There is much for us to learn about how to lovingly care for our planet from the original Indigenous stewards of the lands of the Eastern Sierra. We are always grateful to be invited to join in the local Indigenous Earth Day celebrations and to do our part to help restore our corner of the world so that it can one day become once again "The Land of Flowing Water," (Payahuunadu), that the Ancients knew. 

Pupfish release at the Conservation Open Space Area (COSA) in Bishop, April 21.


The 2024 Eastern Sierra Fishing Guide. 

Also during Earth Month, Friends of the Inyo made an in-kind donation of 24 trash grabbers to local nonprofit  Sierra Refuge, to help them in their ongoing stewardship efforts to clean up the Poleta Pit Shooting Area and the Artesian Ponds in Bishop. In the photo, you can see just how tickled the organization's founder, April Turner (R) and Adam Graham, Director of Veteran Services (L), were with the gift. 

Sierra Refuge assists people in recovery from addiction or other life challenges by providing access to the outdoors, and offering unique opportunities for healing through stewardship of our natural refuge: nature! Click here to visit the Events Page on Sierra Refuge's website to register to volunteer with them. For more information, please write to info@sierrarefuge.com, or call or text 760-614-0874.  

Other Ways We Gave Back During Earth Month

If you live in the Eastern Sierra and have not yet picked up a copy of the 2024 Eastern Sierra Fishing Guide, released at the tail end of Earth Month, make it your destiny to do so! It is distributed free of charge at retail outlets throughout  the US395 corridor. In it you will find a well researched contributed article on the Lower Owens River Project by FOI's Desert Lands Organizer, Jaime Lopez Wolters, as well as a full-page ad about our Legacy Giving Program. If you live out of area, here's a link to Jaime's article. It is a great informative resource for advocating for the health of the Lower Owens River.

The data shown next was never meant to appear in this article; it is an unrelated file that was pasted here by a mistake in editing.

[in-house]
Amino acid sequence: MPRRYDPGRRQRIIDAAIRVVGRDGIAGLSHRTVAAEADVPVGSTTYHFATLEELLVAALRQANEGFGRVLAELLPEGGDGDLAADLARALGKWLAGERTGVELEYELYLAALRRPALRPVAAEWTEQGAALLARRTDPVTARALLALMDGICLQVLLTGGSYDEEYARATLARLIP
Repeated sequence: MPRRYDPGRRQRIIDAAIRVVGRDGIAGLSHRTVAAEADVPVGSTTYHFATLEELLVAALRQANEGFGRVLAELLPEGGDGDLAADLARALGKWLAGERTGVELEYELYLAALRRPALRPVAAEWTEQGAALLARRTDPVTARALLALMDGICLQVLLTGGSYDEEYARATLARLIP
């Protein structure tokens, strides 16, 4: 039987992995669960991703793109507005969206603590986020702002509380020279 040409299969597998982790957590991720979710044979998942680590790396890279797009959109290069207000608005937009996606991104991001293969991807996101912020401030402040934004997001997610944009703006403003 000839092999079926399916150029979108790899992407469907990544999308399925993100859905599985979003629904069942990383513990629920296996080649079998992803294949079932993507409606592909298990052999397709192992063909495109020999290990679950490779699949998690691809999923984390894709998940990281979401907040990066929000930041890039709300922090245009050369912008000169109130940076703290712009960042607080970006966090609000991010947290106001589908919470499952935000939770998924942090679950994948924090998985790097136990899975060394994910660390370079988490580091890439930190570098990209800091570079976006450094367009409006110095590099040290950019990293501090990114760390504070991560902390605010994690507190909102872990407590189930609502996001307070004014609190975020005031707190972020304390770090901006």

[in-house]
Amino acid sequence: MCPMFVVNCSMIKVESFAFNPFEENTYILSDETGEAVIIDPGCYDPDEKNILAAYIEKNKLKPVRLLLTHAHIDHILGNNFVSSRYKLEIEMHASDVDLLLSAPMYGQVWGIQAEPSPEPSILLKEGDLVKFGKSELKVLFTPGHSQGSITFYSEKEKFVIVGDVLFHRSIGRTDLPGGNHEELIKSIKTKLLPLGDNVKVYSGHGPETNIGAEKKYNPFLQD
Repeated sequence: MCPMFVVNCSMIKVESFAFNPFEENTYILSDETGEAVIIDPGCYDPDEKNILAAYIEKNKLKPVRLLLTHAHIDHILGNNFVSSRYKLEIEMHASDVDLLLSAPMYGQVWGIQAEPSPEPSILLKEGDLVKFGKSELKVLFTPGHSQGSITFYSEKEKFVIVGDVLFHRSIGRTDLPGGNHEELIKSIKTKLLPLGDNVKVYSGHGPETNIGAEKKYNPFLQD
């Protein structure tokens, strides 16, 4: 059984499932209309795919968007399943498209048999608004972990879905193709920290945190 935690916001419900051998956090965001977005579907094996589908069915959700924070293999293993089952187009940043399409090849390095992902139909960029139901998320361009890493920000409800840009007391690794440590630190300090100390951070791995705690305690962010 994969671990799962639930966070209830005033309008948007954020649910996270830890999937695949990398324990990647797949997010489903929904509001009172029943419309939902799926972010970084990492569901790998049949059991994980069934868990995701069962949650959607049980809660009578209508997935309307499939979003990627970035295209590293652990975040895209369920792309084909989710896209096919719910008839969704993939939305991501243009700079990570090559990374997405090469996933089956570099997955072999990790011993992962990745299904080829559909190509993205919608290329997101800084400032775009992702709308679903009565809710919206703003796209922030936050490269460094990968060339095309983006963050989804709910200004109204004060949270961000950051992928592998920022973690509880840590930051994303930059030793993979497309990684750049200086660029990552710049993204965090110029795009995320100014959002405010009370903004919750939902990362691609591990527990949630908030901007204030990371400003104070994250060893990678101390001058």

"How do you do, Mr. Pigeon?" A new pal for kids at Round Valley Elementary's Earth Day Fair 4/23. 

Finally, FOI was present for Round Valley Elementary's Earth Day Fair April 23, which helped students learn about fire ecology (including touring a real fire truck), and birds, by meeting a live pigeon and finding out about local food sources for migratory birds. Kids played the “trash game,” which helped them learn how long it takes for litter to decompose, spoke with a local climbing ranger about rock climbing and recreating responsibly, and participated in other activities offered by local educational partners. Big thanks to the Bureau of Land Management, Bishop Climbing Rangers, Wildcare Eastern Sierra, and Inyo County Office of Education for the activities they prepared for the kids!


Also in this issue of The Juniper:

  • Action Alert: Protect Our Water! Attend the Inyo/Los Angeles Technical Group (made up of  representatives from Inyo County and L.A. Department of Water and Power) in Bishop or online Thursday, May 9, and make your voice heard for Eastern Sierra water protection!
  • Action Alert Reminder: Close to 70 community based organizations have appealed to Federal Agencies to award National Park Passes to newly naturalized U.S. citizens at their swearing-in ceremony as a "Welcome to America" gift. Individuals can sign the petition to declare their support of this initiative as well. Won't you? 
  • Our Spring 2024 Dark Desert Skies Campout at Conglomerate Mesa is coming up May 17-19. It's a FREE event. Secure your spot beneath the vastness of the heavens today!
  • Volunteer with Friends of the Inyo and the Inyo National Forest to conduct "Solitude Monitoring" in certain wilderness areas. It's easy. Think of it as being citizen science with a meditative twist.
  • Attend the fifth online session of Walking Water's yearlong Water Learning Series (focused on Los Angeles) on May 9, when you will hear from the U.S. Army Corps of Engineers.